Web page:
Hood to Coast Running Relay Review 2011

Filed under: Uncategorized — admin @ 10:34 pm

~ This was posted on - August 28, 2011

“A 30 hour traffic jam with three exciting 10k runs.” Three stars out of five.

I just finished running that Hood to Coast Relay Race this weekend, and it is the most epic sports event I’ve ever done. 15,000 runners relaying 200 miles from Timberline Lodge to Seaside, Oregon. Awesome runs were marred by a 30 hour long traffic jam.

A quick overview:

There are 1,250 teams of 12 runners each. The course is divided into 36 legs of five to eight miles, and each runner runs three legs spaced out by eight hours or so – two in the day, one at night. Teams were responsible for ferrying their runners to each check point to greet the incoming runner. Checkpoints were clearly marked, and innumerable volunteers staff the 200 mile course.  It’s the largest running relay race in the world.

The crowd was fun, and the runs were great; but it’s the 2,000 vans in traffic between checkpoints that will kill you.

Getting ready:

If you’re primed for a ½ marathon or ½ Ironman, this will be no problem. In my van there were people who were physically fit, but had not (ever) run more than six miles. They pulled through. Having completed an Ironman in 2010, and a Half this year, plus not being a particularly fast runner – completing Hood to Coast was easy. Also, what triathletes lack in speed they make up for in stamina, so when people were gassing out on the last of 3 legs, I was actually running faster than before.

Memorable Experiences:

#4: Reading all of the crazy (and sometimes inappropriate) team van decorations. My favorite: “If I pass out, please pause my Garmin.” Lots of references to beer and gender. Whereas triathletes are a fairly cognitive serious bunch, the runners here were pretty easygoing.

#3: Watching runners make their way up the coastal range in the middle of the night, with blinkies and reflective vests on, marching in the mist like ants to the coast.

#2: Being stuck in bumper-to-bumper traffic for 30 hours with no sleep. This year, HTC added 250 teams creating traffic jam that was so bad, runners would get to the checkpoints before their team did. The last five miles of the race took three hours by car on a course that was obviously waaaay over capacity.   You can read angry complaints here. Because of the mind-numbing traffic, I would hesitate to do this race again.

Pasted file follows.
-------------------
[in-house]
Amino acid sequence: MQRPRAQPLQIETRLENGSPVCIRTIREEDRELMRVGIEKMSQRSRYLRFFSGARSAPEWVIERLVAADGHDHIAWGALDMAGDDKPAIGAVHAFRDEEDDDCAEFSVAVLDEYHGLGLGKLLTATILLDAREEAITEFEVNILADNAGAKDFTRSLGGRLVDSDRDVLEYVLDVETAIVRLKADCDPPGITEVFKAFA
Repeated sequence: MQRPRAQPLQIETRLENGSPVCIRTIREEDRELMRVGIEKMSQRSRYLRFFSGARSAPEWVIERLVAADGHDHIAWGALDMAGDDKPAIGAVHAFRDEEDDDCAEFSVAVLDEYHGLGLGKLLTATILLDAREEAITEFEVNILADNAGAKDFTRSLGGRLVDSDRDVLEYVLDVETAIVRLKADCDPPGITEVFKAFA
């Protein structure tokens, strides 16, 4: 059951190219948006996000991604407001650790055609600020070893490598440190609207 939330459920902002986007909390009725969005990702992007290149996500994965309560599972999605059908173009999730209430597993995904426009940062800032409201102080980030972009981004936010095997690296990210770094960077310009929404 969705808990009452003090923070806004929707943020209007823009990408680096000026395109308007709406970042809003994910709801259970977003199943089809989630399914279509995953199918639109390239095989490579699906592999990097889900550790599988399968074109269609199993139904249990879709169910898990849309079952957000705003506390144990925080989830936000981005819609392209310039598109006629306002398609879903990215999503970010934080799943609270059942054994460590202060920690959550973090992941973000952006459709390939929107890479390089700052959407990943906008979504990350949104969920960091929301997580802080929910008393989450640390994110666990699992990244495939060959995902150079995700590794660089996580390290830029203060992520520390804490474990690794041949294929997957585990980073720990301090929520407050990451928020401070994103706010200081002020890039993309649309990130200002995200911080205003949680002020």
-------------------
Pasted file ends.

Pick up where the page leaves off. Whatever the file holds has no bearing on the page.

#1: Discovering that I’m actually a decent runner compared to your Hood to Coast’er. Normally a back-of-the-pack guy on the running leg of a triathlon, I passed eight runners for every one that passed me on HTC. 8:1 – That’s a ratio I can live with!

A shout out to Integra Telecom, who let two Portland Triathlon Club members run on their teams. And to members of Portland Triathlon club: I think we should do this one some day!

Patrick is a small business owner: large and in charge of Hold Time Music and Hold Time Studios, providing on-hold messaging / music on hold for business phone systems throughout the USA.


Welcome to Bob’s Engineering!

Filed under: Marketing Challenges — admin @ 1:09 pm

~ This was posted on - August 11, 2011

What they do:

Although it’s widely reported that manufacturing is decline across America, we are still the largest manufacturer in the world. Some sectors of American manufacturing are flourishing because of innovating products, and intelligent service; manufacturing sectors that produce in mass volume, like buttons and consumer and electronics, are increasingly outsourced. An excellent podcast via Planet Money can found here.

Bob’s Engineering and Advanced Metal Systems are both growing because of their quick turn around, and specialty products. For Bob’s, it’s sophisticated four-axis multi-spindle CNC machines that create custom prototypes and parts for high-end machines like commercial copiers. For Advanced Metal Systems, structural supports and short-runs for smaller projects.  We’re using their music on hold to promote it!

Marketing Challenges:

These two companies share a similar challenge: Their customers are using them for manufacturing, but not finish work like powder-coating or assembly. Once the unique part is made, it’s often sent overseas for final finishing. They want their customers to know that whatever savings the client can get by shipping it to China for polishing is quickly lost in shipping, and time to get the project done. “Why not have us do it here?” is the repeated refrain in their on-hold marketing.

LIVE AND LOCAL

WHEN YOU’RE WORKING WITH A FABRICATOR OVERSEAS, SHIPPING ACTUALLY MEANS LOADING YOUR PROJECT ON A SHIP – AND ADDING WEEKS TO YOUR TIME LINE; BUT THINGS JUST GOT A WHOLE LOT BETTER FOR YOU RIGHT NOW, BECAUSE AT ADVANCED METAL AND WIRE PRODUCTS SHIPPING MEANS IN OUR TRUCK, FROM OUR DOOR TO YOURS, AS SOON AS IT’S DONE, AND IT’S FREE. ALL OF OUR QUOTES INCLUDE LOCAL DELIVERY. TODAY, YOU’LL GET CLEAR COMMUNICATION, QUALITY FABRICATION, FAST TURNAROUND, AND FREE LOCAL SHIPPING WHEN WE RETURN TO THE PHONE.






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